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The Q&A: Todd Caldwell

todd-caldwell_jpg_312x1000_q100With each issue, Trib+Water brings you an interview with experts on water-related issues. Here is this week’s subject:

Todd Caldwell is a hydrologist and geoscientist at the Bureau of Economic Geology at the University of Texas at Austin. He specializes in field investigations and numerical modeling associated with soil and vadose zone processes and its application to remote sensing of water resources. His current research focuses on soil moisture monitoring, modeling and scaling, as well as soil-plant interactions, near-surface geophysics and evapotranspiration. Caldwell is currently the principal investigator at the bureau for NASA’s Soil Moisture Active Passive satellite project, or SMAP, to measure and model soil moisture.

Editor’s note: This interview has been edited for length and clarity.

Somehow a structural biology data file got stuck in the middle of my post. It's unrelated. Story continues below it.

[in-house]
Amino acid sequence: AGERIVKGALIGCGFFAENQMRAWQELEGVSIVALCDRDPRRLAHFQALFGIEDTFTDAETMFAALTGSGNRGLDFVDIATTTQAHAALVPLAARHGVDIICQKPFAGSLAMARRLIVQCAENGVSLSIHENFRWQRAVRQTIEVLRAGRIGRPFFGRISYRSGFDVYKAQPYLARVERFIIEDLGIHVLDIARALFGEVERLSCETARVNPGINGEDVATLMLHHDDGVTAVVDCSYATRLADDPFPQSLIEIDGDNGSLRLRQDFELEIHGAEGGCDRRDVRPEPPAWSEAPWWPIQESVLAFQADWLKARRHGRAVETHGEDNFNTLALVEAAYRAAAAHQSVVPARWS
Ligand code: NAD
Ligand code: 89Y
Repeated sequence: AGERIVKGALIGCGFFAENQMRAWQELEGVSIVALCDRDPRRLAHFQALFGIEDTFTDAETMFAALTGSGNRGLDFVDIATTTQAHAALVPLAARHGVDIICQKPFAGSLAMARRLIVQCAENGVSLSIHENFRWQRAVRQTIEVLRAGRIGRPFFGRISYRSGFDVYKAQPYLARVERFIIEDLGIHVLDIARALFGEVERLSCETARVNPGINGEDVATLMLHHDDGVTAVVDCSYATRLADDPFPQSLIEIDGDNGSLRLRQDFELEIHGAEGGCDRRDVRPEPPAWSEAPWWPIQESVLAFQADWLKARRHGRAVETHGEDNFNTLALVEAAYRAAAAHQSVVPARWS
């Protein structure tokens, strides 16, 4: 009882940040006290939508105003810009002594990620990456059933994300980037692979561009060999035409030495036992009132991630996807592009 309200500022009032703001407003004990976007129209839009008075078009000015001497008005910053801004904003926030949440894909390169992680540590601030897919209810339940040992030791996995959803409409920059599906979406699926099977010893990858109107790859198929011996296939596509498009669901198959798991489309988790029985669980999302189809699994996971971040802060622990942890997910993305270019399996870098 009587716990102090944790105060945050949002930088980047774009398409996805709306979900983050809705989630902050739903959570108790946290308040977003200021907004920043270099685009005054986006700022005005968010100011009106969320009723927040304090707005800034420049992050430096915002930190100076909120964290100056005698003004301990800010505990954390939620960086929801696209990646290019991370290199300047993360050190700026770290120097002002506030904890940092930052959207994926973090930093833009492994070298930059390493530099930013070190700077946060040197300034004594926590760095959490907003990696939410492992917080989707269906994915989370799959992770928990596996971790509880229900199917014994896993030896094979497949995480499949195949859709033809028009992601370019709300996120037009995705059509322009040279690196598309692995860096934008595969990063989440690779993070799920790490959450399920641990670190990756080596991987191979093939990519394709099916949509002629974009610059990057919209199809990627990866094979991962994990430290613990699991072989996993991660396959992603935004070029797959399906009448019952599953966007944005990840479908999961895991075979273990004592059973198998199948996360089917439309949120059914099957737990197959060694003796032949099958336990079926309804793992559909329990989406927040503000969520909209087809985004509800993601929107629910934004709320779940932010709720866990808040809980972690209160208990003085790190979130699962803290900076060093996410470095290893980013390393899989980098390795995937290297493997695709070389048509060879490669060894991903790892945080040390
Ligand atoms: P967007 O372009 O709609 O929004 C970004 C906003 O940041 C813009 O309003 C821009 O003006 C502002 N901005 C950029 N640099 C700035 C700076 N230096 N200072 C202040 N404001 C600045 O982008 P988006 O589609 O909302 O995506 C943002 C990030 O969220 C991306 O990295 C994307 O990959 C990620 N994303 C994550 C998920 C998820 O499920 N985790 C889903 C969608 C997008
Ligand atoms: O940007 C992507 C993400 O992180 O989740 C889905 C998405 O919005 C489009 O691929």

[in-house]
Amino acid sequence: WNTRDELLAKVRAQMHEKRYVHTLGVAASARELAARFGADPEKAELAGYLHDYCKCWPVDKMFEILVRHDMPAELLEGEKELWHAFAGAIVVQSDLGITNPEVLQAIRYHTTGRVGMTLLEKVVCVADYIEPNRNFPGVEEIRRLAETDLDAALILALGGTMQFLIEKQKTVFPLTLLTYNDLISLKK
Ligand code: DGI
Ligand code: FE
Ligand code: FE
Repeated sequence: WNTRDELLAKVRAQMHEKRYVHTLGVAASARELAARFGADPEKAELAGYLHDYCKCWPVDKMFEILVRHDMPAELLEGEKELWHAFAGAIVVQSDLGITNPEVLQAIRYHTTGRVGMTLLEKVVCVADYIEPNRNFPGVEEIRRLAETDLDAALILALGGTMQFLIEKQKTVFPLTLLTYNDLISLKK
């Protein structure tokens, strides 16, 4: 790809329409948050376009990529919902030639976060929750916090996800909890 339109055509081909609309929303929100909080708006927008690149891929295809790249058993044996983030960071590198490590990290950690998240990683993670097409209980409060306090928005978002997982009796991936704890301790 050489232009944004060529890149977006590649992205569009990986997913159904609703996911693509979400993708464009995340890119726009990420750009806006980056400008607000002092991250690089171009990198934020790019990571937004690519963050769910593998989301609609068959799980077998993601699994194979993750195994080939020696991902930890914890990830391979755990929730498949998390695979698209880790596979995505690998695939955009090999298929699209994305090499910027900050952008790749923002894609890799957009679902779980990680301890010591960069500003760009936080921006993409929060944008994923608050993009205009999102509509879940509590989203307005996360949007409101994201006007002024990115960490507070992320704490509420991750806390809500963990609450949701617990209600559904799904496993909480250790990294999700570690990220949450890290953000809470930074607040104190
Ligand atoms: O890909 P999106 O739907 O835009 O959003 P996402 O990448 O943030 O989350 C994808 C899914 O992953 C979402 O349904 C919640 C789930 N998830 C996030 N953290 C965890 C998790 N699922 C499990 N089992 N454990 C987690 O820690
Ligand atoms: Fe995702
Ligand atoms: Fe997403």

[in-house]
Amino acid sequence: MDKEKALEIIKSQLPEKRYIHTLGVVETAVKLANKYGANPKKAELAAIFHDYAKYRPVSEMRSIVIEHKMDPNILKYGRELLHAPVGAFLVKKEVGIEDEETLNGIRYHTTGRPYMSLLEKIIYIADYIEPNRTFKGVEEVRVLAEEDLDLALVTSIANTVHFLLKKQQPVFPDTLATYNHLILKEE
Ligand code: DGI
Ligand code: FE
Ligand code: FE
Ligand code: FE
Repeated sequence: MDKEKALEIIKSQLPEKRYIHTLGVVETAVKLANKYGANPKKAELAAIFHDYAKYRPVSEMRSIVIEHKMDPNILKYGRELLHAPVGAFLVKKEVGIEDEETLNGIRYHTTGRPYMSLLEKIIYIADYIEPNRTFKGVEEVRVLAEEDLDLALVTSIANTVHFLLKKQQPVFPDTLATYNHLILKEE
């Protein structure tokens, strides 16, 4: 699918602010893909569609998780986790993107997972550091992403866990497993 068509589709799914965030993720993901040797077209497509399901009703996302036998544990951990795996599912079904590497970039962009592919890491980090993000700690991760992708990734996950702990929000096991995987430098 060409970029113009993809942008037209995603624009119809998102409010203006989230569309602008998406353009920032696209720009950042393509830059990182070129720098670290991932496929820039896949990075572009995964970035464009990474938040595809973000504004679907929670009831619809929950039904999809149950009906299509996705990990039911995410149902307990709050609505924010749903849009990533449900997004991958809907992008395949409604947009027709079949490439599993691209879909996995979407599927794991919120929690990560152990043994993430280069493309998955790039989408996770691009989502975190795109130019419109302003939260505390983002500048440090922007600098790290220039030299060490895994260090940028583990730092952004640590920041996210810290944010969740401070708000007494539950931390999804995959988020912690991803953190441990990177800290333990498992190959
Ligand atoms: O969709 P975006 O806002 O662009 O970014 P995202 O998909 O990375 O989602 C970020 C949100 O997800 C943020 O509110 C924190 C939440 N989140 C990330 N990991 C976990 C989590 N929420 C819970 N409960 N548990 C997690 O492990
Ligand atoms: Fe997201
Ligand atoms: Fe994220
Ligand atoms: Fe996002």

Trib+Water: How did you get involved in this satellite project to measure the state’s soil condition?

Todd Caldwell: Soil moisture is one piece of the whole water cycle, and it has kind of always been the overlooked one, which is why SMAP came about. The measurements weren’t there. There is not very much water in the ground right now to use for this data. Until now, everything has come out of a numerical model for the last decade or so, and there are a lot of flaws in that. We showed some flaws in a 2013 paper that showed in Texas during the 2011 drought, we lost somewhere around 62 cubic kilometers of water total, which is a ton.

Texas Tribune, Feb. 10, 2015

Featuring Todd Caldwell, research associate at the Bureau of Economic Geology